I AM NOT A SCALED-DOWN MODEL OF SOME BIGGER HUMAN, AND I DON’T EXPECT THE BIKE I RIDE TO BE EITHER
But you’re not thaaaat small!
No, I’m not. And I definitely don’t ever feel small (except maybe when I try to reach the cookie shelf in the kitchen.)
158cm, or almost 5 foot 2, is not tiny for a woman. Many bike brands market small bikes for smaller people and yet…
The reality is that very, very few of them fit.
Aero is everything…
Maybe it’s just me.
Because the thing is my proportions are a little off: long torso, short legs. Great if you want to be a downhill skier, not so great if you’re a cyclist with a saddle height of 61.5cm and don’t want your handlebars at ear-level and/or your saddle resting on the top tube.
But I don’t think it’s just me.
Finding a time trial bike has proven to be an even bigger challenge. I’ve had a Quintana Roo, a Liv, a Giant, even tried a Simplon… all in the smallest size available. Too high, too long, too heavy, too bulky… I fought with every one of them for one reason or another and ended back at square 1: on an aero road bike with an unsightly TT bar or clip-ons – usually even higher at the front because the stack tends to be higher than on TT models, but at least I could:
A. Mount a drop stem rather than wrestle with the integrated front end
B. Get the damn thing up hills and out of corners.
On any bike – road or TT – fitting fluids anywhere but behind the saddle for a long-distance race isn’t a headache, it’s impossible.
None of the front mounts fit and bidons on the frame are an aerodynamic disaster*.
I’ll spare you the details of elbow pads taped straight onto the base bar, wedged with carboard so they don’t rock too much… or the washing-up liquid bottle we tried to convert into a front hydration system because it was slim enough to slide between the extensions.
*Do not mention the 300ml aero options that cannot be refilled. Just… don’t go there.
YES, bike size is a major issue.
And it has, over the years, become way more stressful than it should be. Bike fittings are depressing and vaguely traumatic, and can be summarised as:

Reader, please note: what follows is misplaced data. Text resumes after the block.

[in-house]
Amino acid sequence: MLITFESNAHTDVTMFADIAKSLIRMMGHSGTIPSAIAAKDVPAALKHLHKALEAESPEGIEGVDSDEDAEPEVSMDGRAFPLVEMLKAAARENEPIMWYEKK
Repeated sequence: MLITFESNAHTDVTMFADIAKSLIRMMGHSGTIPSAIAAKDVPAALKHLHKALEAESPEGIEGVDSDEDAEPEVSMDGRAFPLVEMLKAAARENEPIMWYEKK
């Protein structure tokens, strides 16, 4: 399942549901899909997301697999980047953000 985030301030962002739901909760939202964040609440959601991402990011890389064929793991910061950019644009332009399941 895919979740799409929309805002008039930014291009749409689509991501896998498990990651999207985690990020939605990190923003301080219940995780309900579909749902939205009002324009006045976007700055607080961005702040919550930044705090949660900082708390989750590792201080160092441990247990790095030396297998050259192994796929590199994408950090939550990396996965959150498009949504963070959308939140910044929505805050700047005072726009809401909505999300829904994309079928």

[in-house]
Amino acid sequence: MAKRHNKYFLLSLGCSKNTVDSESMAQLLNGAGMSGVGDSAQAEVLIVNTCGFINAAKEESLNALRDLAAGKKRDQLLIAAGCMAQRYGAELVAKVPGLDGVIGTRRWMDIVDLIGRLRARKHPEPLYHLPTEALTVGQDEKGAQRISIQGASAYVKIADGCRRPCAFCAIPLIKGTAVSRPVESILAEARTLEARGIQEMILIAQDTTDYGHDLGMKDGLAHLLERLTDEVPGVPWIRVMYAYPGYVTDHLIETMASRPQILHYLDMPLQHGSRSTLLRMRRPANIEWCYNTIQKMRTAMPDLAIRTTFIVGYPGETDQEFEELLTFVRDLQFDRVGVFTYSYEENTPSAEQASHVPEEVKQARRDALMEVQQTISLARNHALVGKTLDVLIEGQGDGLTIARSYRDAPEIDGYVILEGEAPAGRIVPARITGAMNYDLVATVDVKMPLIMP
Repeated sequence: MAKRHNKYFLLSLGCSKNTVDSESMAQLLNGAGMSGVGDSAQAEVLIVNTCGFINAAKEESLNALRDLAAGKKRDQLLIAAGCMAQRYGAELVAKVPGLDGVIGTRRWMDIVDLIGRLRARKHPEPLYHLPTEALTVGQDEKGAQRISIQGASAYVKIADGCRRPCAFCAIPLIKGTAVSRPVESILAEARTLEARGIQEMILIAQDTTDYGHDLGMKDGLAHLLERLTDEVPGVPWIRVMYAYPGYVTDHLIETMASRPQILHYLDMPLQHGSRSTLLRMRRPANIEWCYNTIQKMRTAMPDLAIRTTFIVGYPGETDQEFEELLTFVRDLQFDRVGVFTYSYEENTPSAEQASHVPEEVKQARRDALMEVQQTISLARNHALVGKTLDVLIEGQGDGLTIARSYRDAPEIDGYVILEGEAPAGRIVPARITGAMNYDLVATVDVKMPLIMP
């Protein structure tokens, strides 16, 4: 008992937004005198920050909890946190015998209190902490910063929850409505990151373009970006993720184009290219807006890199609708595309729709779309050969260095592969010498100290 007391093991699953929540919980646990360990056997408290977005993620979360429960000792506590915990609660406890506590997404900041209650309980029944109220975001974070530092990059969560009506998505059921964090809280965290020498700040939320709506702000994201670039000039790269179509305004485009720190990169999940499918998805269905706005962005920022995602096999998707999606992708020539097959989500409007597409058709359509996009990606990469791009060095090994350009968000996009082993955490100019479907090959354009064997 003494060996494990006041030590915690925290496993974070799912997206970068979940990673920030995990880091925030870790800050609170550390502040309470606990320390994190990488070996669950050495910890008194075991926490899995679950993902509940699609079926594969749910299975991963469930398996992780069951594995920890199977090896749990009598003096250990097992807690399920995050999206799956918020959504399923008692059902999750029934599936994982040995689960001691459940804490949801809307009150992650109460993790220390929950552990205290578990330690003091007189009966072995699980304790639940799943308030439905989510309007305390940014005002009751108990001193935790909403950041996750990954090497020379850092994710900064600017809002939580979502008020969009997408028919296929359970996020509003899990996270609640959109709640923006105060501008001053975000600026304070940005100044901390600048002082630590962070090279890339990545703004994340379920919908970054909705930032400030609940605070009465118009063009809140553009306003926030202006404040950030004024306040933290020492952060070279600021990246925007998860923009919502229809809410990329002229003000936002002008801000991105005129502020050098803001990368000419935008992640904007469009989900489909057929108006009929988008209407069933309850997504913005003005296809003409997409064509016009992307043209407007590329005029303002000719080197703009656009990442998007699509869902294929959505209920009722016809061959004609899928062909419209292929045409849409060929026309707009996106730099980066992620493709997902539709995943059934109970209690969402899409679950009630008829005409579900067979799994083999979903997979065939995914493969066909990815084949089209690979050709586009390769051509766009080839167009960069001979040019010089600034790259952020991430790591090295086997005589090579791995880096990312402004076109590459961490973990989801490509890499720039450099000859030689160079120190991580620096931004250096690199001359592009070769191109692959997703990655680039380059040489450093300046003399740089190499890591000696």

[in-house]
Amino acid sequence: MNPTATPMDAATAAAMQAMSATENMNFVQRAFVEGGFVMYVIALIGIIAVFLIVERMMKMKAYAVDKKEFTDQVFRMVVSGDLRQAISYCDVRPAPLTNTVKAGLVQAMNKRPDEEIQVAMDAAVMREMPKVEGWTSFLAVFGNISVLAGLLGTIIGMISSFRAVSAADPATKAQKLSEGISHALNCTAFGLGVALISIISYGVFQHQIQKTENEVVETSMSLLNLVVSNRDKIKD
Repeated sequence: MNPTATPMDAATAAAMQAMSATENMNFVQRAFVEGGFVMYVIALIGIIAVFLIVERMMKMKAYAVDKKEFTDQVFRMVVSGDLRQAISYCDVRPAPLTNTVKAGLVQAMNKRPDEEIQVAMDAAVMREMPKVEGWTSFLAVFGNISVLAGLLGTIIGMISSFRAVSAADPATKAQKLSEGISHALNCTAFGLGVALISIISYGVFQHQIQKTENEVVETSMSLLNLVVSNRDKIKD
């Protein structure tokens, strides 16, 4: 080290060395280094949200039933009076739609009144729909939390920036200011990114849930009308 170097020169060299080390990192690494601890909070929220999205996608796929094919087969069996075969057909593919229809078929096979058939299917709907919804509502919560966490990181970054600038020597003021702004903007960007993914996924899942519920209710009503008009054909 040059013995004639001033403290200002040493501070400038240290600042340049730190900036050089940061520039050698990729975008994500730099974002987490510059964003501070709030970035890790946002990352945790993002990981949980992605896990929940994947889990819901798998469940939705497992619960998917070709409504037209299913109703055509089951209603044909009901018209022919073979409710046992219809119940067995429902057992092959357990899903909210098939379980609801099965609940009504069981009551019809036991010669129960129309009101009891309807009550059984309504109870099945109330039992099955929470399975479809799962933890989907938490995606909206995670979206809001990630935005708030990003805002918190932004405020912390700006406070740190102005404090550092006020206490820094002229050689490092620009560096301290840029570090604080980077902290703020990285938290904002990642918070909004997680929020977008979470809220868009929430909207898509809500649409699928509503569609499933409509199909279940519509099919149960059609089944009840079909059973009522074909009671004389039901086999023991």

- Remove all spacers under the stem.
- Look for smallest possible headset bearing cover.
- Mount stem with biggest possible drop (you should see some of my articulated monstrosities) – 90mm max.
It may become necessary at this stage to cut the 10cm of excess steerer tube sticking out the top of the stem – accept you will never be able to resell the bike to anyone else and keep going:
- Slam saddle forward.
- Drop saddle. Realise you can’t go any lower. Cut saddle post. Repeat.
- Reluctantly admit you’ve reached the limits of the frame.
- Cry for a bit, then get on and pedal the shit out of it anyway.
- Keep looking for a bike that may, one day, solve all the issues.
It’s not always this much fun 🙂
Although I have finally found a road bike that is pretty well-suited, I still have an Excel spreadsheet listing the smallest bikes available on the market to compare their geometries and am forever on the lookout for the ultimate Emma bike. Stack height is my main focus (damn those short legs…), with reach, stand-over and seat tube length all following closely.
I am not an advocate of “lower is better”. Nor am I poohing the efforts of so many engineers who have tried their best to design bikes for smaller people. But I know for a fact that I am not the only small racer out there who is looking for a super fast mini bike.
One with proportioned geometry, the same composite quality as all those SL models, with adapted carbon layup and no compromises on handling.
I am not a scaled-down model of some bigger human, and I don’t expect the bike I ride to be either
I’ll be posting some stories about small bikes and builds over the next few days. Also happy to answer any questions from fellow short-legged cyclists out there!
Drop me a line!
Photo credits © Marcel Hilger, Activ’Images, @guilhemlacaze